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Mufti, ulama must obtain Jais permit

SHAH ALAM, 12 Nov 2009: All ulama and mufti must obtain the permission of the Selangor Islamic Religious Department (Jais) before they can give religious talks or sermons in the state.

Jais director Datuk Muhammed Khusrin Munawi said he would not compromise on this matter as “the ruling is stipulated in the Selangor Islamic Administration Enactment 2003”.

He said everyone, including mufti and ulama, must obtain prior permission from Jais and inform it about the subject matter or knowledge they wished to impart to their audience.

“There is exemption on the conditions for certification for certain individuals to deliver talks or sermons in Selangor, but they too need prior permission from Jais.

“I don’t see any problem with this procedure. For example, Perak mufti Tan Sri Harussani Zakaria has sought Jais’s permission before to give a talk in Selangor.

“In simple language … if you want to enter someone’s home, you need to give salam, there must be courtesy and respect for the host and not simply enter the house,” he told reporters when met at the state assembly today.

On the exemption, Khusrin said it was only given to certain individuals such as ulama, state mufti, fatwa committee members, syariah court judges and registrars, and the minister or exco member in charge of Islamic religious affairs.

“However, they, too, are required to give a written notice and get Jais’s permission to deliver a religious talk or sermon.

“Freelance speakers do not get such exemption and must obtain authorisation from Jais to give religious talks,” he said.

On 1 Nov 2009, Jais arrested former Perlis mufti Dr Mohd Asri Zainul Abidin for preaching without a permit. — Bernama

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One Response to “Mufti, ulama must obtain Jais permit”

  1. Kamal says:

    Interesting, to the Jais director having a dialogue or preaching (weren’t all of those present Muslims? I wonder if the session would be better described as informative/educational or just simply discourse on religion) in a private home with a number of friends can be part of Jais’s extended “house”. Does this mean we are going to need to apply for permit for weddings, religious functions, etc? Because you know la Ustaz, like any learned men/women, [we] tend to want to talk beyond the scope of the function. Otherwise, are we risking rendering our private space (temporarily into) public property?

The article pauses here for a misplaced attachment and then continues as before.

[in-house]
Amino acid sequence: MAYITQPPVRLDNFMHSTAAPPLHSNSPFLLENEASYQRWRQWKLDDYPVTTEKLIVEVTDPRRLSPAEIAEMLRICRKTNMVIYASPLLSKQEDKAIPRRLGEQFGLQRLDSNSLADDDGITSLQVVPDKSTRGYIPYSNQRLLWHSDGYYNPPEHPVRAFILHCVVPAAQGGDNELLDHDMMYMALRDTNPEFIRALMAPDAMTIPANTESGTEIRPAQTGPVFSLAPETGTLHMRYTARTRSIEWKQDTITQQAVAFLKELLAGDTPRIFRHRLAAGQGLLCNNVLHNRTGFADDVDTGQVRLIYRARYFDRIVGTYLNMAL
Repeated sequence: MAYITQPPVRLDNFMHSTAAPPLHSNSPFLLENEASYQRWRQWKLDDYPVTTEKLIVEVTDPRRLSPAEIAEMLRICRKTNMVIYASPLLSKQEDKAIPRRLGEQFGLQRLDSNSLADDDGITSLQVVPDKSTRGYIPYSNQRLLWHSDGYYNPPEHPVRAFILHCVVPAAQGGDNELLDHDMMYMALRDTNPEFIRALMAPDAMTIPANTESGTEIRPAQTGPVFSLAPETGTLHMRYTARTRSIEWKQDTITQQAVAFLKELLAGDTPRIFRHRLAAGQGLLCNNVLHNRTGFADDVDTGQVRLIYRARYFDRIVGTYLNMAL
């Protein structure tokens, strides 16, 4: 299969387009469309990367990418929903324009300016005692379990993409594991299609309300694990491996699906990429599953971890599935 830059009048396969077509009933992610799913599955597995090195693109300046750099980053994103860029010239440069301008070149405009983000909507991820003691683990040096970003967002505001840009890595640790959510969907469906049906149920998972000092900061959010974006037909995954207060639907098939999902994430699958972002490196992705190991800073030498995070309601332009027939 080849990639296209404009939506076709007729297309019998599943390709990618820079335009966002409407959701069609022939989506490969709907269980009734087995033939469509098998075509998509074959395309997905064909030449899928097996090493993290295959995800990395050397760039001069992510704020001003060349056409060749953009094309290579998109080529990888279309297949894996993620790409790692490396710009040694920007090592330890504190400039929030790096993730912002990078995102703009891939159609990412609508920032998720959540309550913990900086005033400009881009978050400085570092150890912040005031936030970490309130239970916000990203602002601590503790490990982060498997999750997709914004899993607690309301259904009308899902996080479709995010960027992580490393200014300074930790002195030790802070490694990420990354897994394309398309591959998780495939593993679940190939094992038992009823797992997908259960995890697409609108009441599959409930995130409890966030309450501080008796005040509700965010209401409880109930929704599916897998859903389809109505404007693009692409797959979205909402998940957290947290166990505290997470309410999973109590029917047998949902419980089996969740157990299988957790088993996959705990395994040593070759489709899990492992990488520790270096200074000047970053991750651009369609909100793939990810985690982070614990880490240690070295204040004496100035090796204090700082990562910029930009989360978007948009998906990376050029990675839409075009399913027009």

I wonder, does Jais need to get permission before they enter a private home? Do they get a warrant from a separate body? For example from a judge? Is Jais and the state syariah court one and the same or are Islamic courts in Malaysia under the judiciary?

    Back to my earlier question, does Jais need a warrant or are they empowered to enter and search a private house regardless of having a warrant or permission from the owner because after all, it is part of the larger Jais “home”? I understand that is the law but such reasoning blurs private and public space and takes away some of the liberties Muslims have in Malaysia.

    Does this mean, unlike how other faiths are experienced in Malaysia, Muslims here cannot speak freely about their religion; they can only hear religious talks by authorised individuals; a loose tongue on the subject of Islam can land you in trouble with Jais; and suspected personal moral violations in one’s own privacy is grounds for violation of private space? Wow, and I thought the pre-emptive logic of the Bush era’s Patriot Act was bad!

    So are all raids by the Islamic religious departments on private premises conducted courteously and with utmost respect for civility (i.e. no raise voices, no derisive comments, no forced entry, etc.)? If it is 100% with full respect and is courteous, syabas! After all the religious department officers ARE entering the houses of private citizens and should have the decency to conduct themselves courteously.

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